Inconstant weather

Well, it’s 32°C in Morris today, with extremely low humidity and the potential for strong winds. I think that means the spiders will be stirring, so I’ve got to abandon grading for an hour or two to wander the streets looking for my little friends. I better do it now, since for all I know it’s going to snow later this week. That’s my excuse for evading my responsibilities, anyway.

Shut up, Ted

Once again, local old coot Ted Storck has a letter published in the local paper. He needs a friend to take him a side and explain to him that he’s looking a bit obsessive, obnoxious even, or maybe to just say, “Shut up, Ted.” He’s still upset that the neighborhood got tired of his loud, repetitive chimes, so he feels the need to explain himself, and he’s reading articles in the National Catholic Register to explain how it’s Satan that led to the removal of his noisy electronic gadget.

Awww. The article also states the devil hates the electronic recording used by some churches, or the electronic carillon bells that used to resonate across Summit and Calvary Cemeteries, and now is heard at St. Clare Church in Surprise, Arizona, after they were forced to be moved from the Morris cemeteries. If I were to read that aloud, I’d be sure to break into melodramatic sobbing as I got near the end of the sentence.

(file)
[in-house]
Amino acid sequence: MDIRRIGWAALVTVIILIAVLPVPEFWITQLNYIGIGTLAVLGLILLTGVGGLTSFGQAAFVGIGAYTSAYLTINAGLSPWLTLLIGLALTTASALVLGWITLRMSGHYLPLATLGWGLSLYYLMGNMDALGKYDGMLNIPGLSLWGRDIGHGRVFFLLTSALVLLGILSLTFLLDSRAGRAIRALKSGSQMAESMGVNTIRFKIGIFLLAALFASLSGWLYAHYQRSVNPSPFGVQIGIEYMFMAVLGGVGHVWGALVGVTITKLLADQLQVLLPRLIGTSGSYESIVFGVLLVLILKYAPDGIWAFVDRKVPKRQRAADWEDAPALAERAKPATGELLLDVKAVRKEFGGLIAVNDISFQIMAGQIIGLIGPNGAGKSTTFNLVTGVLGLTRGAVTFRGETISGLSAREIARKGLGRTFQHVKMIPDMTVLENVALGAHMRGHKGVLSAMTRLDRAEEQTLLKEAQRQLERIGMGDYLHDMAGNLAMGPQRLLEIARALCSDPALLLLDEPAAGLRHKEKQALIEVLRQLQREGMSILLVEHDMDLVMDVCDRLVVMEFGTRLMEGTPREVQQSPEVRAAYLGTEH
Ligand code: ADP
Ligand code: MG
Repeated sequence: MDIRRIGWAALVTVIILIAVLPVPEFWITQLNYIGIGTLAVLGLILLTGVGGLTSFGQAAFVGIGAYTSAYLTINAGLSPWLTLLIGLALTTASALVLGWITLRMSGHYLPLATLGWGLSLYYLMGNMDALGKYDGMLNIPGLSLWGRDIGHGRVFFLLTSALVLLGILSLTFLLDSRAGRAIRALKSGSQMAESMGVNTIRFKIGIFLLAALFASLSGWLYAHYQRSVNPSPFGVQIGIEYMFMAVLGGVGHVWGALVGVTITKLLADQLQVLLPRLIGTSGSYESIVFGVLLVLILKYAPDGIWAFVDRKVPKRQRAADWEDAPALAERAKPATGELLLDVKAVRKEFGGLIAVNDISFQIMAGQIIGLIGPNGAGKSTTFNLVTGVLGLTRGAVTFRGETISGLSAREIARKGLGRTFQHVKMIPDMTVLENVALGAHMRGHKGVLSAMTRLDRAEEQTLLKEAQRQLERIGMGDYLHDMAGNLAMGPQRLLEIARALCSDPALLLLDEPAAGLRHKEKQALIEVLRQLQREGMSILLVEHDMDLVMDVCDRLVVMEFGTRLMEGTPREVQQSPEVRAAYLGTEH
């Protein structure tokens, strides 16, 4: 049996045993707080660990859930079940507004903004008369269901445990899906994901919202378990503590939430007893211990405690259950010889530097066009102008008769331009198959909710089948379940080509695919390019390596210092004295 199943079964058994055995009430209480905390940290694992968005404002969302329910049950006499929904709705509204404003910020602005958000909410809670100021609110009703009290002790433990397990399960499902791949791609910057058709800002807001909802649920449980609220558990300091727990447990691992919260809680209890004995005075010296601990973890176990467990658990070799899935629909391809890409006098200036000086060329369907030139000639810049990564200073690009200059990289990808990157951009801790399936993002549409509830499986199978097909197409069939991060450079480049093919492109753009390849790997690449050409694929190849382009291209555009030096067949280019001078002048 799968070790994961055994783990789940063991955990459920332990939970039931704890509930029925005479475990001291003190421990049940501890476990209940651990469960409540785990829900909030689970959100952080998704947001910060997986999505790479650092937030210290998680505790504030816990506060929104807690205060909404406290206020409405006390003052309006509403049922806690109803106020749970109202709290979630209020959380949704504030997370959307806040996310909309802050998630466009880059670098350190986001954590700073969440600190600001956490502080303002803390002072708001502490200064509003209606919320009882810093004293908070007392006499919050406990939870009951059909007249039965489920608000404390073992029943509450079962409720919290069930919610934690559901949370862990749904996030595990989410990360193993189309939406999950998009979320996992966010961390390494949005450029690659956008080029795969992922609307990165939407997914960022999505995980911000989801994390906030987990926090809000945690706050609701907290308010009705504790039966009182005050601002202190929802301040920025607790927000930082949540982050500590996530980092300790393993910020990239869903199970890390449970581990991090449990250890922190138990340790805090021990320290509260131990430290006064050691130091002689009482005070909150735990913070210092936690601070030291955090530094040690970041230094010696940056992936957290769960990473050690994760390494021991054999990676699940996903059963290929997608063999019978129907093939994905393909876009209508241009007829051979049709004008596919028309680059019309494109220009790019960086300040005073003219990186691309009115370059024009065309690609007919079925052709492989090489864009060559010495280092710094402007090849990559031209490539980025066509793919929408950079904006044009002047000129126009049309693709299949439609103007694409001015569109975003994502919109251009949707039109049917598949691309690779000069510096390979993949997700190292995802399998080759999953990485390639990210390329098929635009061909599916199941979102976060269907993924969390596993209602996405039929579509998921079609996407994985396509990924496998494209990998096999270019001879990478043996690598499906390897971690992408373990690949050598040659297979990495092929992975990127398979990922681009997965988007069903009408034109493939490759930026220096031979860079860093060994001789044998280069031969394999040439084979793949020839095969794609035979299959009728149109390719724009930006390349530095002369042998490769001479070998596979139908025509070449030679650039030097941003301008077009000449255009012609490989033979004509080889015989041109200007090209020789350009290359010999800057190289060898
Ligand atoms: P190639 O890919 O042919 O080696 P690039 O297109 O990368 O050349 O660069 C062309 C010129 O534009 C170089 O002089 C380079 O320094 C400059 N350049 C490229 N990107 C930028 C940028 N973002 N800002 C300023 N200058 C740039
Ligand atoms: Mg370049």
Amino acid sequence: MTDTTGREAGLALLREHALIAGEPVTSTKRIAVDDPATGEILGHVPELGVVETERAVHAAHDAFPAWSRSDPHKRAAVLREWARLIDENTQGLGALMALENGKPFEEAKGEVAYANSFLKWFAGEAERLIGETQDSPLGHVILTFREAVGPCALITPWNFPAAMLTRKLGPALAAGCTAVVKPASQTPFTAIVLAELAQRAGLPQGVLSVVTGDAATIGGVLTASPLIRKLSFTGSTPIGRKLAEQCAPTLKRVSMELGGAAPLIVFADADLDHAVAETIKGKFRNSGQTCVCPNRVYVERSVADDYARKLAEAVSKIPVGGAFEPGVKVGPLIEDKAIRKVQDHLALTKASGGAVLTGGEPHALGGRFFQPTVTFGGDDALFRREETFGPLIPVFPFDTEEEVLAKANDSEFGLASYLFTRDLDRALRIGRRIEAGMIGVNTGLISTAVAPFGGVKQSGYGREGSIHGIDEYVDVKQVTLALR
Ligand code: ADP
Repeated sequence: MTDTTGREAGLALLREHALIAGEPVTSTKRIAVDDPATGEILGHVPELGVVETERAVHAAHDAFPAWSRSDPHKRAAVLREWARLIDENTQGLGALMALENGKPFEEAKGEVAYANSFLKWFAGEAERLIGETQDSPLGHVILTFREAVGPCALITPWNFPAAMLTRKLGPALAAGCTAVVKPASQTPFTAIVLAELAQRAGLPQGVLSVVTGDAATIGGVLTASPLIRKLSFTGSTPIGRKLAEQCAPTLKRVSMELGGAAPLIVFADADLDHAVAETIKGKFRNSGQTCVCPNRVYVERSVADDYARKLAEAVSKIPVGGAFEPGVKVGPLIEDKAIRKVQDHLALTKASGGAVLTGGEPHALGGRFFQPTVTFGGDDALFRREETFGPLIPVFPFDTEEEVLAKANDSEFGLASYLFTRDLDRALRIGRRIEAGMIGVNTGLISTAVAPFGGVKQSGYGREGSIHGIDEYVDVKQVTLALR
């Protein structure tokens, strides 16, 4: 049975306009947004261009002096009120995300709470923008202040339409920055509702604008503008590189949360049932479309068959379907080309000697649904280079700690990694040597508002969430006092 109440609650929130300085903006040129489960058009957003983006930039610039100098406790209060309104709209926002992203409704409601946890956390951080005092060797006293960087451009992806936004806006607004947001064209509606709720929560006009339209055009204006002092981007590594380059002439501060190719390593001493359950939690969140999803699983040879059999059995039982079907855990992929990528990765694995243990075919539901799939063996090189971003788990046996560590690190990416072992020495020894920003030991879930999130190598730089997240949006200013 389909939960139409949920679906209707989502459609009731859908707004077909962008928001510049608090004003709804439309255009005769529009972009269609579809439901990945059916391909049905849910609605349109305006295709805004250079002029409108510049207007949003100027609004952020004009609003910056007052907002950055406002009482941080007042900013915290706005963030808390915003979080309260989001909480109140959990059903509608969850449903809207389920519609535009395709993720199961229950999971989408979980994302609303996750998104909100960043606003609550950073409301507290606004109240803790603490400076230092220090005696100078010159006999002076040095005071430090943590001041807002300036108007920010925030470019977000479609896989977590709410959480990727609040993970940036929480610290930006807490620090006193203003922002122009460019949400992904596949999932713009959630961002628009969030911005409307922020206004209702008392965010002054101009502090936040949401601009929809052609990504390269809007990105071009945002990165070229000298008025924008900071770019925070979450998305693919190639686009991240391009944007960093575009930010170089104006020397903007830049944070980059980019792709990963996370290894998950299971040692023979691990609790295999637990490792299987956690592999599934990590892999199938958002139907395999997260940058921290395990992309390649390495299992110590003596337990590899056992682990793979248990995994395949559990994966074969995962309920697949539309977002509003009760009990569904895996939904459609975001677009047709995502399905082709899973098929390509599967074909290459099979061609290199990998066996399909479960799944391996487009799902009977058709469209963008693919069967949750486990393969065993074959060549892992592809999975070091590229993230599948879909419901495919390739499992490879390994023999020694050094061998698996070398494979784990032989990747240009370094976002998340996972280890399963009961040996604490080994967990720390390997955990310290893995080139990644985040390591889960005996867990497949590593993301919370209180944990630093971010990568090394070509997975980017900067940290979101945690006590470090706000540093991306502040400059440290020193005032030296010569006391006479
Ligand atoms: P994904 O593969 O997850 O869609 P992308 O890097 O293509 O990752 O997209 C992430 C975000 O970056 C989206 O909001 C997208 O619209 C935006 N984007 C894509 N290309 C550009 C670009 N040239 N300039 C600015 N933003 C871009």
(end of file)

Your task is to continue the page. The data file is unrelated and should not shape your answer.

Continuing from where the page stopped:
Clearly, the problem was that the devil moved into the corner house a block south of the cemetery, and has triumphed.

Shut up, Ted.

I have a talent for inspiring people to hate me

Way, way back in 2007, a guy in Morris decided to generously donate a great big fancy electronic carillon to the cemetery near my house, which was nice. Except that he programmed it to play hymns and patriotic tunes loudly, every 15 minutes, all day long, every day, from 5am to 10pm. He lived nowhere near his giant cheesy loudspeakers. I did. I complained. Other people in the neighborhood complained. Nothing was done, because this is small town America, and how dare you question a person’s right to screech Sousa marches and Lutheran hymns into your ears all day long are you some kind of commie pinko atheist or something? It went on for a few years (millennia?) with constant complaints & letters to the paper & some brave hero cut the wires & it was repaired & the guy left town in a huff & took his precious colossal beep-boop Nintendo away with him & donated it to a more grateful town in Arizona where the residents appreciate his contributions to the spiritual life of the community.